To reduce mining traffic going through Clayton, home to about 40 people, Pattison built a private road leading between Pattison Sand offices and Clayton County road X56.

The Clayton mine has been so successful that Pattison is expanding onto land leased from a private property owner across the road from an existing mine entrance.

Pattison mixes the silica sand with water to prevent dust particles from becoming airborne before exporting its product on a railroad that runs through Clayton, Regan said.

The company also requires all employees to attend regular safety meetings, participate in yearly physicals and those who work on the crushing line must wear masks, Steve Stroschein, Pattison Sand’s health and safety director, said.

“We want people to be here for 40 years,” Stroschein said.

The Pattison operation is routinely inspected. On Nov. 22, 2011, an accumulation of sand was identified near the shoreline of the Mississippi River. This accumulation came from sediment-laden water exiting the mine from a leaking filter.

The incident was self-reported by Kyle Pattison, and the company was fined $10,000 and ordered to replace the filter.

Clayton County officials did not see a need for a countywide moratorium, County Supervisor Larry Gibbs said. Gibbs said wildlife has not been affected by the underground mining since Pattison Sand reopened the mine and that Pattison has replanted more trees than have been cut down.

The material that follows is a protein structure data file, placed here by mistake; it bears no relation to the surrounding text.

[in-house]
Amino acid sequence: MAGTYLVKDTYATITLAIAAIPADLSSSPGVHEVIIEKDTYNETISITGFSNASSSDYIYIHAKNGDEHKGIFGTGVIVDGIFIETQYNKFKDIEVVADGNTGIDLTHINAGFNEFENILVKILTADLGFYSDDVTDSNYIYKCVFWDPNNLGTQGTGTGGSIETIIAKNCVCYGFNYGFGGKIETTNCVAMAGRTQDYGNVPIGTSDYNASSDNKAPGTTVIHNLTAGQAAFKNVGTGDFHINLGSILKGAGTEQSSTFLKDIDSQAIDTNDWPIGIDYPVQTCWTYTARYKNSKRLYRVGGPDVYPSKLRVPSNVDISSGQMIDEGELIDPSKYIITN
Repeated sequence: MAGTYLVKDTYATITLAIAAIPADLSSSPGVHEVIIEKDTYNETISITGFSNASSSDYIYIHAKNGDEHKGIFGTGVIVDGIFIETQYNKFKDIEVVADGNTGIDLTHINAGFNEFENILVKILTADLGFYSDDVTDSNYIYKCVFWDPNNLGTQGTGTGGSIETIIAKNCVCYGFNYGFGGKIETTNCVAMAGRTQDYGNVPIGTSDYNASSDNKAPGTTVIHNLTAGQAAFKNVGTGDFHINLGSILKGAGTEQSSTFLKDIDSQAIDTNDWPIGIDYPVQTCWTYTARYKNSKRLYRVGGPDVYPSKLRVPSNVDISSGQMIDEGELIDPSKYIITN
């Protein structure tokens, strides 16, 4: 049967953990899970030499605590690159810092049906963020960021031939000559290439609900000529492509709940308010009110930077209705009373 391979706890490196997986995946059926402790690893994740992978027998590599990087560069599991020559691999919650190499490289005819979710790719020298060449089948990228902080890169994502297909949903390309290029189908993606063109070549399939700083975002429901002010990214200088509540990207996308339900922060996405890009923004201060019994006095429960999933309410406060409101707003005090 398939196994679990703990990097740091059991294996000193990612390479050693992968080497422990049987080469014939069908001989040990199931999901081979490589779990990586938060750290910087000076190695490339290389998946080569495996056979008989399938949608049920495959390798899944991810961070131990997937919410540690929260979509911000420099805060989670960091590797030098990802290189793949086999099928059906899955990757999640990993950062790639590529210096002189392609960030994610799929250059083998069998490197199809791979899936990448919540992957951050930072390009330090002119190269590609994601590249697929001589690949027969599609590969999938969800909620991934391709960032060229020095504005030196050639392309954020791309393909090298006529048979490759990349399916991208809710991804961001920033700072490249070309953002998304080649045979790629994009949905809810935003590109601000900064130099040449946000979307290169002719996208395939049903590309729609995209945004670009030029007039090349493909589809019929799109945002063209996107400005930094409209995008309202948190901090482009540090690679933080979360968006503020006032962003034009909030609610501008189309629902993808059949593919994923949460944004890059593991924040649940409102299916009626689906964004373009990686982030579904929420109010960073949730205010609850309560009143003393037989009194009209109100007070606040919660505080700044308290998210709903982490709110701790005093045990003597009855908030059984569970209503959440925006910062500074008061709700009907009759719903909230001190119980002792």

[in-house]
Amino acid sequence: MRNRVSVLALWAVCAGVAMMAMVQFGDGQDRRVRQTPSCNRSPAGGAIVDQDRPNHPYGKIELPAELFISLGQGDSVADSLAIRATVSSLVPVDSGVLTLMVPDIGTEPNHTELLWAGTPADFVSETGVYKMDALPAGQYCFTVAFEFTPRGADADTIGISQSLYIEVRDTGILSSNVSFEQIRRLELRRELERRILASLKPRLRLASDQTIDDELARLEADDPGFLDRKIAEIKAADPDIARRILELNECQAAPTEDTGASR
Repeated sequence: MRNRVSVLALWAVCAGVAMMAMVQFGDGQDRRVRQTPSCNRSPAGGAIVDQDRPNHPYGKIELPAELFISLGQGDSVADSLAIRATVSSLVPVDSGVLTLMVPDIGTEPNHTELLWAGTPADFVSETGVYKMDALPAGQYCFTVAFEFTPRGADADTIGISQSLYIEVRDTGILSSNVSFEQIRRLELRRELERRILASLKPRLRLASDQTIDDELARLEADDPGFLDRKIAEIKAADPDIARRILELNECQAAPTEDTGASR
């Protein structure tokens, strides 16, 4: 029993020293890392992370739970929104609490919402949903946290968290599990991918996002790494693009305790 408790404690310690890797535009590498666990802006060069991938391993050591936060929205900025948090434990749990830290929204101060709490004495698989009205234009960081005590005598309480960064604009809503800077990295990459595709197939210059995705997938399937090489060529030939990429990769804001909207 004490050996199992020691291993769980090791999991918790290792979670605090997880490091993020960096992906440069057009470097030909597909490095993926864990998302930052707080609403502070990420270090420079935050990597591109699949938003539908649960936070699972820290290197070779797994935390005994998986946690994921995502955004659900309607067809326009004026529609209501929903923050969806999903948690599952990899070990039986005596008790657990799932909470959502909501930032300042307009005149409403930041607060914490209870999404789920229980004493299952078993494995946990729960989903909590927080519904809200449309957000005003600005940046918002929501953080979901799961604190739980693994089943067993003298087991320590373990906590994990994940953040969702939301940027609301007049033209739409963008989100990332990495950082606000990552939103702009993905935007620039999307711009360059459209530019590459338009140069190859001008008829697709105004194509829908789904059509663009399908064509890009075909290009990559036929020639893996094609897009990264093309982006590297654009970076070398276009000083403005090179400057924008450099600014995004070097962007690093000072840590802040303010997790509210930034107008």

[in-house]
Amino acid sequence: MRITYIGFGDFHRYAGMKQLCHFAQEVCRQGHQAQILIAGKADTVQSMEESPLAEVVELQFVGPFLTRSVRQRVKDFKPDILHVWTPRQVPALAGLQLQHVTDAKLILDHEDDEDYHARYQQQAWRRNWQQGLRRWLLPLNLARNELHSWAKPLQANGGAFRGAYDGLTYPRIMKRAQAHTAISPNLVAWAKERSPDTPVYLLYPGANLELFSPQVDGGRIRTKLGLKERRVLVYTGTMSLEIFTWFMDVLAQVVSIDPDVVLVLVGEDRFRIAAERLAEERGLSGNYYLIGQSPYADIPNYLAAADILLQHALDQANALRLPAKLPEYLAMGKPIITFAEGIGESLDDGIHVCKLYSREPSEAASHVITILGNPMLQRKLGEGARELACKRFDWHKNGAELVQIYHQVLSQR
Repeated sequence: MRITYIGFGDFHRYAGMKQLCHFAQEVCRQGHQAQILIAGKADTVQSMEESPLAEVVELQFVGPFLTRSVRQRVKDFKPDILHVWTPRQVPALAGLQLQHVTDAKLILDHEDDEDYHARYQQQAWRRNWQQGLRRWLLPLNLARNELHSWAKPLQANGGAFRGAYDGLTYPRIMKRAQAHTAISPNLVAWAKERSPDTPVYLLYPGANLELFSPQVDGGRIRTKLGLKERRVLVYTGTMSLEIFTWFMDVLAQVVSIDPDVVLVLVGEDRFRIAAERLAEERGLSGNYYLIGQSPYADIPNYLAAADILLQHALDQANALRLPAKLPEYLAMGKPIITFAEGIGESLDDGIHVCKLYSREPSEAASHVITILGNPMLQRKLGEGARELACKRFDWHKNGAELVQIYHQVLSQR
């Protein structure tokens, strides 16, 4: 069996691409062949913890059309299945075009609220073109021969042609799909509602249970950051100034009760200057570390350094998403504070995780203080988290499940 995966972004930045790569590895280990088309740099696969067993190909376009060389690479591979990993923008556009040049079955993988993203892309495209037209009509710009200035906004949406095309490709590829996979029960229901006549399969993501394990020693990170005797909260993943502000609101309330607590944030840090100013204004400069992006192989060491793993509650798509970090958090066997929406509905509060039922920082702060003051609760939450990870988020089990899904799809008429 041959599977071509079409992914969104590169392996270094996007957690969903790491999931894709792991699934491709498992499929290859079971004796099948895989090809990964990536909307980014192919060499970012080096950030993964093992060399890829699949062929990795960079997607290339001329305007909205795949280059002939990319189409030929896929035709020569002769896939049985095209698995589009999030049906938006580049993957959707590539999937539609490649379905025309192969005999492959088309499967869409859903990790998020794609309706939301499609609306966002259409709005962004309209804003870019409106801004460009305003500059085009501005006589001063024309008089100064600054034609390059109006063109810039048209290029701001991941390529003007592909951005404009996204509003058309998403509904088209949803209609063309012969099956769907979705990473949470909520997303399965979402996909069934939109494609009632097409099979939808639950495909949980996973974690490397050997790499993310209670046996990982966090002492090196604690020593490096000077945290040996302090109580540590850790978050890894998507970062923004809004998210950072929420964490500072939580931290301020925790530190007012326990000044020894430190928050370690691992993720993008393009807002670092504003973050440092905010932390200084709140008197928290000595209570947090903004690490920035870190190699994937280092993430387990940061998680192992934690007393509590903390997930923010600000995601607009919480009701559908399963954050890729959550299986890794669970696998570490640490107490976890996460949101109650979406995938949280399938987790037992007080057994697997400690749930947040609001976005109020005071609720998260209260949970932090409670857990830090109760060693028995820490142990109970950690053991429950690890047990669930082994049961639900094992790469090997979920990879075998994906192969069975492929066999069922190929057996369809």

Residents in Winneshiek County, to the northwest, are not as eager as those in Clayton County to embrace frac sand mining. The county ordered an 18-month moratorium in June 2013 and is using it to conduct air and water quality test, funded with a $5,000 grant from the University of Iowa.

Air and water quality tests are to begin this coming fall.

Winneshiek County officials also are researching the effects of frac sand mining and visiting other mine sites, Dean Thompson, a county supervisor, said. Winneshiek County’s moratorium allows for lengthening or shortening the moratorium’s duration.

A group called the Community Rights Alliance, formed in May 2013, is pushing for an all-out ban on frac sand mining in Winneshiek County.

Issues surrounding frac sand mining are here to stay for a while, Winneshiek County Supervisor Dennis Karlsbroten said.

“You can see it’s probably not going to go away until they find another energy source,” he said.

l This story was produced by Iowa Center for Public Affairs, a non-profit, online news website that collaborates with Iowa news organizations to produce explanatory and investigative reporting.